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Enterprises are increasingly turning to Web Services to enable them to integrate legacy applications and to link new, distributed applications in service-oriented architectures. Because they sit at the core of next-generation IT infrastructures, these critical links must be thoroughly tested for functionality and performance before they are deployed, and managed for service levels in production.

With e-TEST suite and OneSight you can thoroughly test and manage your Web services. e-TEST suite is the leading solution for functional and performance testing of Web services.

In the first phase of Web services adoption, three capabilities are the most important for Web services testing tools:

Testing SOAP messages: moving beyond using SOAP as the interface to the Web service to testing the format of the messages themselves.

Testing WSDL files and using them for test plan generation : WSDL files contain metadata about Web services' interfaces. Testing tools can use these WSDL files to generate test plans automatically.

Web service consumer and producer emulation : when a testing tool generates test messages that it sends to a Web service, it is emulating the consumer for that Service. In addition to the Web service producer, the consumer of the service also sends and receives SOAP messages. A Web services testing tool should therefore emulate the Web service producer as well as the consumer.


Phase Two (2003 - 2005): Testing Service-Oriented Architectures

As new products and services on the market resolve the issues with Web services security, management, and transactions, companies will be able to exchange Web service messages with other companies (customers, suppliers, and partners) in a more uninhibited, loosely-coupled manner. Enterprises and established groups of business partners will find that UDDI-based service registries will become a critical enabler of the dynamic discovery of Web services within controlled environments.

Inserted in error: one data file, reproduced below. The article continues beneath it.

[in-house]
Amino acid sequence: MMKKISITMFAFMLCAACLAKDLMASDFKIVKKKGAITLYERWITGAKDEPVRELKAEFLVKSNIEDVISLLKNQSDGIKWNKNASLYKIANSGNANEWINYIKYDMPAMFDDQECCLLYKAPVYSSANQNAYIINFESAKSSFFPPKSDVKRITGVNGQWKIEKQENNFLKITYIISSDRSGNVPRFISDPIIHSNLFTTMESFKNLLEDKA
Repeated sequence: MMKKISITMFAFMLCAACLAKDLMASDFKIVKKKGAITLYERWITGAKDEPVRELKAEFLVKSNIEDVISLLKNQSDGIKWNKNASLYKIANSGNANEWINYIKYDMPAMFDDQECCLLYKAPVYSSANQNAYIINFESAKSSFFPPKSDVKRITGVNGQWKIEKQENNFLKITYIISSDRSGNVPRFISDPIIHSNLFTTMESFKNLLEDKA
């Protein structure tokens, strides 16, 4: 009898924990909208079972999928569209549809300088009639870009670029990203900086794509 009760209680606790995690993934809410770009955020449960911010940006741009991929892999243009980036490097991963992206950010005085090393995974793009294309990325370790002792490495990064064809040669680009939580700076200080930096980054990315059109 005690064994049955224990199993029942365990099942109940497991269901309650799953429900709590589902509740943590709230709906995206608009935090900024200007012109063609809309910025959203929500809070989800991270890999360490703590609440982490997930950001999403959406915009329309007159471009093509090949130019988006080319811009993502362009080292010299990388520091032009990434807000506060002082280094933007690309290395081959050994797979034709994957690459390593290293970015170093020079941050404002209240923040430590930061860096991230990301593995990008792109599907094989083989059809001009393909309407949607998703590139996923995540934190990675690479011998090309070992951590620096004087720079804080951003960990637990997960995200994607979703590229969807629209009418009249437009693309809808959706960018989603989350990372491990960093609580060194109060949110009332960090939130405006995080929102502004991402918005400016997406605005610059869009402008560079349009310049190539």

During this second phase of Web services adoption, the following capabilities for Web services testing tools become important:

Testing the publish, find, and bind capabilities of a SOA : three fundamental characteristics of Service-oriented architectures are the publish, find, and bind capabilities of the constituent Web services. Web service testing tools should test each side of this triangle.

Testing the asynchronous capabilities of Web services : today's early uses of Web services are often as simplified remote procedure calls or requests for documents. In addition to these straightforward synchronous uses, SOAP also supports asynchronous messages, including notification and alert messages. Web services testing tools should test each kind of SOAP message.

Testing the SOAP intermediary capability : the SOAP specification provides for message intermediaries. A particular SOAP message will typically have a designated recipient, but may also have one or more intermediaries along the message route that take actions based upon the instructions provided to them in the header of the SOAP message. Web services testing tools must verify the proper functionality of these intermediaries.

Quality of service monitoring : Traditionally, IT management is the province of operations, while software testing belongs to development. This distinction will gradually blur as Service-oriented environments become more prevalent. Therefore, Web services testing tools should have runtime testing capabilities in addition to their design time capabilities.


Phase Three (2004 and beyond): Testing Dynamic Runtime Capabilities

As service-oriented architectures mature and Web service orchestration and business process automation tools become increasingly prevalent, Web services will be dynamically described at runtime. In this phase, Web service consumers dynamically discover Web services as in phase two, but now those Services may change every time a consumer invokes them. Furthermore, the concept of Web service "consumer" and "producer" become less meaningful in phase three, because complex orchestrations of Web services will be the norm. Businesses will expose coarse-grained Web services to their other companies (for example, a "product catalog" Service), and those Web services will actually consist of a large, dynamic collection of finer grained services (say, "product list," "current inventory," "preferred pricing") that may themselves consist of even more finely- grained Web services. In addition, each of these component Web services may contain Services provided by other companies (for ! example, "credit approval").

Web services testing tools in phase three should have the following capabilities:

Web services orchestration testing : One of the most powerful uses of Web Services is orchestration: combining many fine-grained Web services into larger, coarse-grained services. Such orchestrations of Web services typically involve more than one company.